The Judge is a movie about a seemingly heartless lawyer (Robert Downey Jr.) and his relationship with his problematic father (Robert Duvall). Hank (Downey Jr.) is forced to revisit his hometown–a place he doesn’t remember very fondly–after the death of his mother. Once there, he reunites with his slightly slow younger brother and his quick-to-anger older brother, as well as his dad, who seems to hate him. Old issues resurface, and when his father is tried for murder, they are forced to hash out their differences as father and son through their new relationship as lawyer and client.
The movie has some good scenes, like when Hank uses legalese to trump some bullies at a bar, or the scenes with his daughter that show he is a doting and loving dad. However, at other times, it seems overly sentimental. The legal arguments and trial presented in the film is solid, but the emotional climax of the movie happened during an interrogation and this just seemed to Hollywood-ish for me. Like, I doubt that could ever happen at any serious murder trial.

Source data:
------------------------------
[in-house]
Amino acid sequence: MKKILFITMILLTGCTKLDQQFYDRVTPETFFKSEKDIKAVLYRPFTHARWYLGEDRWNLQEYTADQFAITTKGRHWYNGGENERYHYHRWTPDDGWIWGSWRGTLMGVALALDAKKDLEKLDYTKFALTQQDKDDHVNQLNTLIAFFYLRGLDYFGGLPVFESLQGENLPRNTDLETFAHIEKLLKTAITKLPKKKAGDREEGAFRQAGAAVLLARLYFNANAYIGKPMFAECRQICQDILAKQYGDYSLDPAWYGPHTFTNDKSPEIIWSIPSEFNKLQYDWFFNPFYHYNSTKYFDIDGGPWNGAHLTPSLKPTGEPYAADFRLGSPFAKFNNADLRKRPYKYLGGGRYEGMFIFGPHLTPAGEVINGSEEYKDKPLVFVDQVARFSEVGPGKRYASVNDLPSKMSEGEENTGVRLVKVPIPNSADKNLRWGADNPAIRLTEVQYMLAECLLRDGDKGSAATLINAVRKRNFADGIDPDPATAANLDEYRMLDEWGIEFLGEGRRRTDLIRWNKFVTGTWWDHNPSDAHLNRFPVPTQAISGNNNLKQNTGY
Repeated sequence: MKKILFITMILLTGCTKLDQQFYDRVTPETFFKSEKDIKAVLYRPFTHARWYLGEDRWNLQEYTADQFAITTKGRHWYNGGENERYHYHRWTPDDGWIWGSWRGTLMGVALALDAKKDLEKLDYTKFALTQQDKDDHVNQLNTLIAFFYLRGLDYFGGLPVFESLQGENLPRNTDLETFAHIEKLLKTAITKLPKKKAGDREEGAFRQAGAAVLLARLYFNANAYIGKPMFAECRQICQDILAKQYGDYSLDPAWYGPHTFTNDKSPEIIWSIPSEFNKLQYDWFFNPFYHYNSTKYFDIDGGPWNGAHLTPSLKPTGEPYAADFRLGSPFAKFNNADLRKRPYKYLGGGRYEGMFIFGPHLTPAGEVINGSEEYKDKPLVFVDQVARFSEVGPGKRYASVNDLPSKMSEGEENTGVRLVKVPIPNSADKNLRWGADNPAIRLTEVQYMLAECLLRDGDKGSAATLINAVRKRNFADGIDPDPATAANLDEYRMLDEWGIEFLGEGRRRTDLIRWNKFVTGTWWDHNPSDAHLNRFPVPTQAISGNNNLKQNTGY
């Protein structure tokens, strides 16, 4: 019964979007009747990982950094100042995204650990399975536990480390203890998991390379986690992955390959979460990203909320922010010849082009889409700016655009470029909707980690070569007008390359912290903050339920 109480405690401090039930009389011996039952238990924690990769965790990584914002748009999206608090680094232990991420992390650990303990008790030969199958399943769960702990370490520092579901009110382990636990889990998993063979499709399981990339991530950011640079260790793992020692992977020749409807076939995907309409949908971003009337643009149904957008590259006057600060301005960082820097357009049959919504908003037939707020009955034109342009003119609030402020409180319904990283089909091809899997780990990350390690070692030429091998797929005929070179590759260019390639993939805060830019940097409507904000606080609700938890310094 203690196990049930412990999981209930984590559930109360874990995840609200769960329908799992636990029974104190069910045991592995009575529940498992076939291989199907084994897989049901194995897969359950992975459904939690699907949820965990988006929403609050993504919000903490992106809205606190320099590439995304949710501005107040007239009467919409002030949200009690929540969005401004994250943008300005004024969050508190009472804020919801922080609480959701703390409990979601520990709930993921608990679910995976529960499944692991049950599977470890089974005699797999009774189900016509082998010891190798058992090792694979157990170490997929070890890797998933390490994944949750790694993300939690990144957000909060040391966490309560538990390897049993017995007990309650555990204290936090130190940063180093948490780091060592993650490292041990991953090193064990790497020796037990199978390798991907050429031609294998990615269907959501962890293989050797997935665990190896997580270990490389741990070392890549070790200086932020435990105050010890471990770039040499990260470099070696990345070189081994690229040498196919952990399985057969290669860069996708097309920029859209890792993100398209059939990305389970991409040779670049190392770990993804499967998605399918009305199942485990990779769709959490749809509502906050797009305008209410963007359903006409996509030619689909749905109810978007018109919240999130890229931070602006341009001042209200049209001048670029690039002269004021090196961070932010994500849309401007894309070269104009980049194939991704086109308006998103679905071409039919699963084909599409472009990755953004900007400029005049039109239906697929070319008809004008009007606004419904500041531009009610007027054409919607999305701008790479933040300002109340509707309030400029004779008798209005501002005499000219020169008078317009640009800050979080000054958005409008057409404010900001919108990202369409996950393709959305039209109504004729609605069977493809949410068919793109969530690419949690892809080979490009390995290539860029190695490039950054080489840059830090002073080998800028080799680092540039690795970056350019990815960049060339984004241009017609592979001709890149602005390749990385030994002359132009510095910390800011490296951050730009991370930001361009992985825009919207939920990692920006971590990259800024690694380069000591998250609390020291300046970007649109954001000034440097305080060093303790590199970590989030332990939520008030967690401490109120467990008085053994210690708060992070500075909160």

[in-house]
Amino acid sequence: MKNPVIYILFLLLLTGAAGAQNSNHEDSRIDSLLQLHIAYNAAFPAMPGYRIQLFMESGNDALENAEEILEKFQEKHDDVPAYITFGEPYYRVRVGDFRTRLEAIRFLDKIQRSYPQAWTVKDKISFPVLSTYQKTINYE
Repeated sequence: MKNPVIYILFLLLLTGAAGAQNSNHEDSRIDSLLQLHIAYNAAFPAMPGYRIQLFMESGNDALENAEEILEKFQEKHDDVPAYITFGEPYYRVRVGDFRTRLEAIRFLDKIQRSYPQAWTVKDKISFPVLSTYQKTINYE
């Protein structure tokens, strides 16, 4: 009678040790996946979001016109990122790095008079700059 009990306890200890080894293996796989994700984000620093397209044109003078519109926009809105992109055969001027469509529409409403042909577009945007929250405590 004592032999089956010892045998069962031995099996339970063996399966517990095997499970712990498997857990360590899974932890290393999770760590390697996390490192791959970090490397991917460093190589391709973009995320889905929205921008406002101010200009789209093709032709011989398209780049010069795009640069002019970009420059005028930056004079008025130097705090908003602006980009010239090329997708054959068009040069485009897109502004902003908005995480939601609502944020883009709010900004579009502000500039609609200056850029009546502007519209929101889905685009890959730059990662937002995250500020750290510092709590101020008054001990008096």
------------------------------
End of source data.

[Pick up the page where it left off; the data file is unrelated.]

It was nice to see the dysfunctional family relationships gaining some semblance of normality once again, and mainly that’s because Hank decided to stay some more time at his hometown, as if his presence alone offered comfort and hope for the rest of the inhabitants he left behind. That’s why the ending of the movie didn’t come as a surprise, seeing how Hank found some happiness later in life in the place he used to hate so much.
It was interesting seeing Downey Jr. in a role that doesn’t involve an iron suit. He has potential as a dramatic actor, because he mostly lets emotion sit right under the surface, where it doesn’t overwhelm the viewer. If the plot had had more of that subtlety during its climax, it would have made for an overall better film.